Miller JW, Harvey DJ, Beckett LA, Green R, Farias ST, Reed BR, Olichney JM, Mungas DM, DeCarli C. (2015) JAMA Neurol. 72(11) 1295-303. doi: 10.1001/jamaneurol.2015.2115.
Vitamin D (VitD) deficiency is associated with brain structural abnormalities, cognitive decline, and incident dementia.
To assess associations between VitD status and trajectories of change in subdomains of cognitive function in a cohort of ethnically diverse older adults.
Longitudinal multiethnic cohort study of 382 participants in an outpatient clinic enrolled between February 2002 and August 2010 with baseline assessment and yearly follow-up visits. Serum 25-hydroxyvitamin D (25-OHD) was measured, with VitD status defined as the following: deficient, less than 12 ng/mL (to convert to nanomoles per liter, multiply by 2.496); insufficient, 12 to less than 20 ng/mL; adequate, 20 to less than 50 ng/mL; or high, 50 ng/mL or higher. Subdomains of cognitive function were assessed using the Spanish and English Neuropsychological Assessment Scales. Associations were evaluated between 25-OHD levels (as continuous and categorical [deficient, insufficient, or adequate]) and trajectories of cognitive decline.
Serum 25-OHD levels, cognitive function, and associations between 25-OHD levels and trajectories of cognitive decline.
Participants (N = 382 at baseline) had a mean (SD) age of 75.5 (7.0) years; 61.8% were women; and 41.4% were white, 29.6% African American, 25.1% Hispanic, and 3.9% other race/ethnicity. Diagnosis at enrollment included 17.5% with dementia, 32.7% with mild cognitive impairment, and 49.5% cognitively normal.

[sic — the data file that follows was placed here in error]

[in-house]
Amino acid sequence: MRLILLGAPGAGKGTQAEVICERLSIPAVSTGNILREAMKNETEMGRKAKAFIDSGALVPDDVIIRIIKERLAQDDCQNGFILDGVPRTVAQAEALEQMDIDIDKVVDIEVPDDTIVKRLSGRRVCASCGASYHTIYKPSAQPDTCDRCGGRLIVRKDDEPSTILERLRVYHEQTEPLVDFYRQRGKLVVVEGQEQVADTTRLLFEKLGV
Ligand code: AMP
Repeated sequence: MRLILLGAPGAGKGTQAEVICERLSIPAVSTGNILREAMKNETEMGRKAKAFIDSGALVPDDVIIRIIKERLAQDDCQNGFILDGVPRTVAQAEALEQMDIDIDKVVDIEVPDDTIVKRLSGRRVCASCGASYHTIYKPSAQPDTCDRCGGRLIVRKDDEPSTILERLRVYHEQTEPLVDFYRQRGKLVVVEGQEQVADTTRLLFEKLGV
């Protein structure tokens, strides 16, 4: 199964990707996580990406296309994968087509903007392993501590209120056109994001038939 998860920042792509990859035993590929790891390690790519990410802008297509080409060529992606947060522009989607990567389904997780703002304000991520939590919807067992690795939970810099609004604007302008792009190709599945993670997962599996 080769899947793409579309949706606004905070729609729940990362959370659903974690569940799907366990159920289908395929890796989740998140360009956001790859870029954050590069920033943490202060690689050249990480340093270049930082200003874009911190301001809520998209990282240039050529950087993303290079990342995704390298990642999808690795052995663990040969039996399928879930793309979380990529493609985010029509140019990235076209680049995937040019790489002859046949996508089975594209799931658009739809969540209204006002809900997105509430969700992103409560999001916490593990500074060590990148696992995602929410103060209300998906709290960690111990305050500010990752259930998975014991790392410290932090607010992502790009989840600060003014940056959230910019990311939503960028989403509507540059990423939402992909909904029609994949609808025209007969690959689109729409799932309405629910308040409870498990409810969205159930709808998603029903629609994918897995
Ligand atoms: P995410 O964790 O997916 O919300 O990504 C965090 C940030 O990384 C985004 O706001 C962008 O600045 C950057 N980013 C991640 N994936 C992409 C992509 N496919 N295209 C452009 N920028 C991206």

The mean (SD) 25-OHD level was 19.2 (11.7) ng/mL, with 26.2% of participants being VitD deficient and 35.1% insufficient. The mean (SD) 25-OHD levels were significantly lower for African American and Hispanic participants compared with white participants (17.9 [15.8] and 17.2 [8.4] vs 21.7 [10.0] ng/mL, respectively; P < .001 for both).
The mean (SD) 25-OHD levels were similarly lower in the dementia group compared with the mild cognitive impairment and cognitively normal groups (16.2 [9.4] vs 20.0 [10.3] and 19.7 [13.1] ng/mL, respectively; P = .006).
The mean (SD) follow-up was 4.8 (2.5) years. Rates of decline in episodic memory and executive function among VitD-deficient (episodic memory: β = -0.04 [SE = 0.02], P = .049; executive function: β = -0.05 [SE = 0.02], P = .01) and VitD-insufficient (episodic memory: β = -0.06 [SE = 0.02], P < .001; executive function: β = -0.04 [SE = 0.02], P = .008) participants were greater than those with adequate status after controlling for age, sex, education, ethnicity, body mass index, season of blood draw, vascular risk, and apolipoprotein E4 genotype.
Vitamin D status was not significantly associated with decline in semantic memory or visuospatial ability. Exclusion of participants with dementia did not substantially affect the associations between VitD status and rates of cognitive decline.
Low VitD status was associated with accelerated decline in cognitive function domains in ethnically diverse older adults, including African American and Hispanic individuals who exhibited a high prevalence of VitD insufficiency or deficiency. It remains to be determined whether VitD supplementation slows cognitive decline.